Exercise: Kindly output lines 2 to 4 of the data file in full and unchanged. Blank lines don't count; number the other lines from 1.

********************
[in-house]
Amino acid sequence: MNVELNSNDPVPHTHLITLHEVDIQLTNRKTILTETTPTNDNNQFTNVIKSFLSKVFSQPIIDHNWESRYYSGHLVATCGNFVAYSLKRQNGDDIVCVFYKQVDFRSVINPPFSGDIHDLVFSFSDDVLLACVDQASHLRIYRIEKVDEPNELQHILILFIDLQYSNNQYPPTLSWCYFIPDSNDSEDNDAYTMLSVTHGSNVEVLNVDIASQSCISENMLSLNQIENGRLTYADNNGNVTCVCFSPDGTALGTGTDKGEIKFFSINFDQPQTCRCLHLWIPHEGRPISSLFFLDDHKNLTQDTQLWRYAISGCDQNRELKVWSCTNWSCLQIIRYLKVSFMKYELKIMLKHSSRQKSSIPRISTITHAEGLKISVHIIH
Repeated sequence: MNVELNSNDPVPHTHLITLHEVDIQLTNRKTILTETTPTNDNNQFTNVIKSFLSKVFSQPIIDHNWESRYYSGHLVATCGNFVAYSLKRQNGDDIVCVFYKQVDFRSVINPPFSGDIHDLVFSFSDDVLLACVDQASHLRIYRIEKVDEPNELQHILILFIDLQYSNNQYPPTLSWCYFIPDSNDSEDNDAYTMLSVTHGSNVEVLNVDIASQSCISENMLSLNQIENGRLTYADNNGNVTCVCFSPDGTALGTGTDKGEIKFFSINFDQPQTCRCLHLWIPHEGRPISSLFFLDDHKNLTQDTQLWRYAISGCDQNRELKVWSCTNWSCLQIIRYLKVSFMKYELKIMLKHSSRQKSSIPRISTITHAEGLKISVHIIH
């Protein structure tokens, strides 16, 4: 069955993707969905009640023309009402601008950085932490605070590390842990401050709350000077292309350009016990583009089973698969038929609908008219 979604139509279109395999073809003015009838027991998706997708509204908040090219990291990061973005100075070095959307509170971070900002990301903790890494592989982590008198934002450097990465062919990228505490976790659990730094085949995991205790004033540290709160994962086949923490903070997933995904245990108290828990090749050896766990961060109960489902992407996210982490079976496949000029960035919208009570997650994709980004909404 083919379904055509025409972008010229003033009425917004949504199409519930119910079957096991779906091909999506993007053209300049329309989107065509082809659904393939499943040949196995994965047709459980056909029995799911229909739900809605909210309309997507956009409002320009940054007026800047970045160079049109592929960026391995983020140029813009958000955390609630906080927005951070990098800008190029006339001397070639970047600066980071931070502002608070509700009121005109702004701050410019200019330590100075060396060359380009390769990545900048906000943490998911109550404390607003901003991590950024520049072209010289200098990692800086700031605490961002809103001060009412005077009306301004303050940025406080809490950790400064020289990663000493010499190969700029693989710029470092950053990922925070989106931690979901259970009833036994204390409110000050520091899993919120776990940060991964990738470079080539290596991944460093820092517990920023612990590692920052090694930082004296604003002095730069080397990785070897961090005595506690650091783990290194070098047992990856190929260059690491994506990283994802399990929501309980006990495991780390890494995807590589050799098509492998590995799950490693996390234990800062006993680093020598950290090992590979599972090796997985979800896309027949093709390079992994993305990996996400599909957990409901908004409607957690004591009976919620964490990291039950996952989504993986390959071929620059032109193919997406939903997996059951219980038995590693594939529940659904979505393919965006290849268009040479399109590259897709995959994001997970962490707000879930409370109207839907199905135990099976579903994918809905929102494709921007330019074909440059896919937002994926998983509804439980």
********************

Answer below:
Amino acid sequence: MNVELNSNDPVPHTHLITLHEVDIQLTNRKTILTETTPTNDNNQFTNVIKSFLSKVFSQPIIDHNWESRYYSGHLVATCGNFVAYSLKRQNGDDIVCVFYKQVDFRSVINPPFSGDIHDLVFSFSDDVLLACVDQASHLRIYRIEKVDEPNELQHILILFIDLQYSNNQYPPTLSWCYFIPDSNDSEDNDAYTMLSVTHGSNVEVLNVDIASQSCISENMLSLNQIENGRLTYADNNGNVTCVCFSPDGTALGTGTDKGEIKFFSINFDQPQTCRCLHLWIPHEGRPISSLFFLDDHKNLTQDTQLWRYAISGCDQNRELKVWSCTNWSCLQIIRYLKVSFMKYELKIMLKHSSRQKSSIPRISTITHAEGLKISVHIIH
Repeated sequence: MNVELNSNDPVPHTHLITLHEVDIQLTNRKTILTETTPTNDNNQFTNVIKSFLSKVFSQPIIDHNWESRYYSGHLVATCGNFVAYSLKRQNGDDIVCVFYKQVDFRSVINPPFSGDIHDLVFSFSDDVLLACVDQASHLRIYRIEKVDEPNELQHILILFIDLQYSNNQYPPTLSWCYFIPDSNDSEDNDAYTMLSVTHGSNVEVLNVDIASQSCISENMLSLNQIENGRLTYADNNGNVTCVCFSPDGTALGTGTDKGEIKFFSINFDQPQTCRCLHLWIPHEGRPISSLFFLDDHKNLTQDTQLWRYAISGCDQNRELKVWSCTNWSCLQIIRYLKVSFMKYELKIMLKHSSRQKSSIPRISTITHAEGLKISVHIIH
């Protein structure tokens, strides 16, 4: 069955993707969905009640023309009402601008950085932490605070590390842990401050709350000077292309350009016990583009089973698969038929609908008219 979604139509279109395999073809003015009838027991998706997708509204908040090219990291990061973005100075070095959307509170971070900002990301903790890494592989982590008198934002450097990465062919990228505490976790659990730094085949995991205790004033540290709160994962086949923490903070997933995904245990108290828990090749050896766990961060109960489902992407996210982490079976496949000029960035919208009570997650994709980004909404 083919379904055509025409972008010229003033009425917004949504199409519930119910079957096991779906091909999506993007053209300049329309989107065509082809659904393939499943040949196995994965047709459980056909029995799911229909739900809605909210309309997507956009409002320009940054007026800047970045160079049109592929960026391995983020140029813009958000955390609630906080927005951070990098800008190029006339001397070639970047600066980071931070502002608070509700009121005109702004701050410019200019330590100075060396060359380009390769990545900048906000943490998911109550404390607003901003991590950024520049072209010289200098990692800086700031605490961002809103001060009412005077009306301004303050940025406080809490950790400064020289990663000493010499190969700029693989710029470092950053990922925070989106931690979901259970009833036994204390409110000050520091899993919120776990940060991964990738470079080539290596991944460093820092517990920023612990590692920052090694930082004296604003002095730069080397990785070897961090005595506690650091783990290194070098047992990856190929260059690491994506990283994802399990929501309980006990495991780390890494995807590589050799098509492998590995799950490693996390234990800062006993680093020598950290090992590979599972090796997985979800896309027949093709390079992994993305990996996400599909957990409901908004409607957690004591009976919620964490990291039950996952989504993986390959071929620059032109193919997406939903997996059951219980038995590693594939529940659904979505393919965006290849268009040479399109590259897709995959994001997970962490707000879930409370109207839907199905135990099976579903994918809905929102494709921007330019074909440059896919937002994926998983509804439980």